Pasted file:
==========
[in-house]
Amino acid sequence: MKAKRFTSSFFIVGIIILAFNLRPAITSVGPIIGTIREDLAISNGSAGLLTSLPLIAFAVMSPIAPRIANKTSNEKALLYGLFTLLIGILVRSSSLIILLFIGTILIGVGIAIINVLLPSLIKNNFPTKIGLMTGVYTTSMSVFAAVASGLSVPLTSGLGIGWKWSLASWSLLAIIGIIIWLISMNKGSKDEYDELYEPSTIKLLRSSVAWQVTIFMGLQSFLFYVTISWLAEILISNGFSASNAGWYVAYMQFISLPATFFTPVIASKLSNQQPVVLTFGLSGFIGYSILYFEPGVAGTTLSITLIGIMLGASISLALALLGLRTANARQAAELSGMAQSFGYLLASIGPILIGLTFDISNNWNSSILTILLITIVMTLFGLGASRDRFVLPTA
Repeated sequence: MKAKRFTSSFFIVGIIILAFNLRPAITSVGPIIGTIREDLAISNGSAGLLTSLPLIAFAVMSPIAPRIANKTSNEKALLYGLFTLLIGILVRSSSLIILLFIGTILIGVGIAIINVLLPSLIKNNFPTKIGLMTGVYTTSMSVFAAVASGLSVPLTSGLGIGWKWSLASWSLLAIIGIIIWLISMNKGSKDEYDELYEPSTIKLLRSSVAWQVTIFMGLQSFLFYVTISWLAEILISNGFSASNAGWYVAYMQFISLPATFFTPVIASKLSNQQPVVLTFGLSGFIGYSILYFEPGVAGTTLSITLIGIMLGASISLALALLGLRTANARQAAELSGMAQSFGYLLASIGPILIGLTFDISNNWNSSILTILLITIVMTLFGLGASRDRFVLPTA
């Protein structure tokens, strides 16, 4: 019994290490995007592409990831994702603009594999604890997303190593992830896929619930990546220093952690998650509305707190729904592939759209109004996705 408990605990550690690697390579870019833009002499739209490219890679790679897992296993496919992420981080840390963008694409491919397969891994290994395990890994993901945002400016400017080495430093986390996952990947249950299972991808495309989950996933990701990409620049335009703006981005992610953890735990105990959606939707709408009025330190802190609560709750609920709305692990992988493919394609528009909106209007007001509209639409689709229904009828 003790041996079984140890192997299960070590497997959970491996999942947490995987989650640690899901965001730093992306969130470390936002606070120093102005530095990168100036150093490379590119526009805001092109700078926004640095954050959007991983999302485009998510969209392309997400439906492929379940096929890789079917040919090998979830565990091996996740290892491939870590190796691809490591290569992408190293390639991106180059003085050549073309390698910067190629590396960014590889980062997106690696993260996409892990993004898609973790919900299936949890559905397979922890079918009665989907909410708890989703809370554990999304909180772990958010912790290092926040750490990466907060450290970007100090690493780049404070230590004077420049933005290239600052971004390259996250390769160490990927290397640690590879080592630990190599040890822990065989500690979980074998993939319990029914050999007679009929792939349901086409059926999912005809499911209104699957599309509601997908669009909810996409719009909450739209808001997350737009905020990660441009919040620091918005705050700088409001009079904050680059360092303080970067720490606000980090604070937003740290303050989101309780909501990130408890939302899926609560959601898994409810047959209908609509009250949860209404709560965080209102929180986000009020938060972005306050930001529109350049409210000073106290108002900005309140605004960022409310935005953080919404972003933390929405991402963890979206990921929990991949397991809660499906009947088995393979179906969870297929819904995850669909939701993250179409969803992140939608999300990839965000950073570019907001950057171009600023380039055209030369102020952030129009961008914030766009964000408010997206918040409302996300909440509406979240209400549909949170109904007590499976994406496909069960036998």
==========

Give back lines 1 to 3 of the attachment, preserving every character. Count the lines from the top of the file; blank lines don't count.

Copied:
[in-house]
Amino acid sequence: MKAKRFTSSFFIVGIIILAFNLRPAITSVGPIIGTIREDLAISNGSAGLLTSLPLIAFAVMSPIAPRIANKTSNEKALLYGLFTLLIGILVRSSSLIILLFIGTILIGVGIAIINVLLPSLIKNNFPTKIGLMTGVYTTSMSVFAAVASGLSVPLTSGLGIGWKWSLASWSLLAIIGIIIWLISMNKGSKDEYDELYEPSTIKLLRSSVAWQVTIFMGLQSFLFYVTISWLAEILISNGFSASNAGWYVAYMQFISLPATFFTPVIASKLSNQQPVVLTFGLSGFIGYSILYFEPGVAGTTLSITLIGIMLGASISLALALLGLRTANARQAAELSGMAQSFGYLLASIGPILIGLTFDISNNWNSSILTILLITIVMTLFGLGASRDRFVLPTA
Repeated sequence: MKAKRFTSSFFIVGIIILAFNLRPAITSVGPIIGTIREDLAISNGSAGLLTSLPLIAFAVMSPIAPRIANKTSNEKALLYGLFTLLIGILVRSSSLIILLFIGTILIGVGIAIINVLLPSLIKNNFPTKIGLMTGVYTTSMSVFAAVASGLSVPLTSGLGIGWKWSLASWSLLAIIGIIIWLISMNKGSKDEYDELYEPSTIKLLRSSVAWQVTIFMGLQSFLFYVTISWLAEILISNGFSASNAGWYVAYMQFISLPATFFTPVIASKLSNQQPVVLTFGLSGFIGYSILYFEPGVAGTTLSITLIGIMLGASISLALALLGLRTANARQAAELSGMAQSFGYLLASIGPILIGLTFDISNNWNSSILTILLITIVMTLFGLGASRDRFVLPTA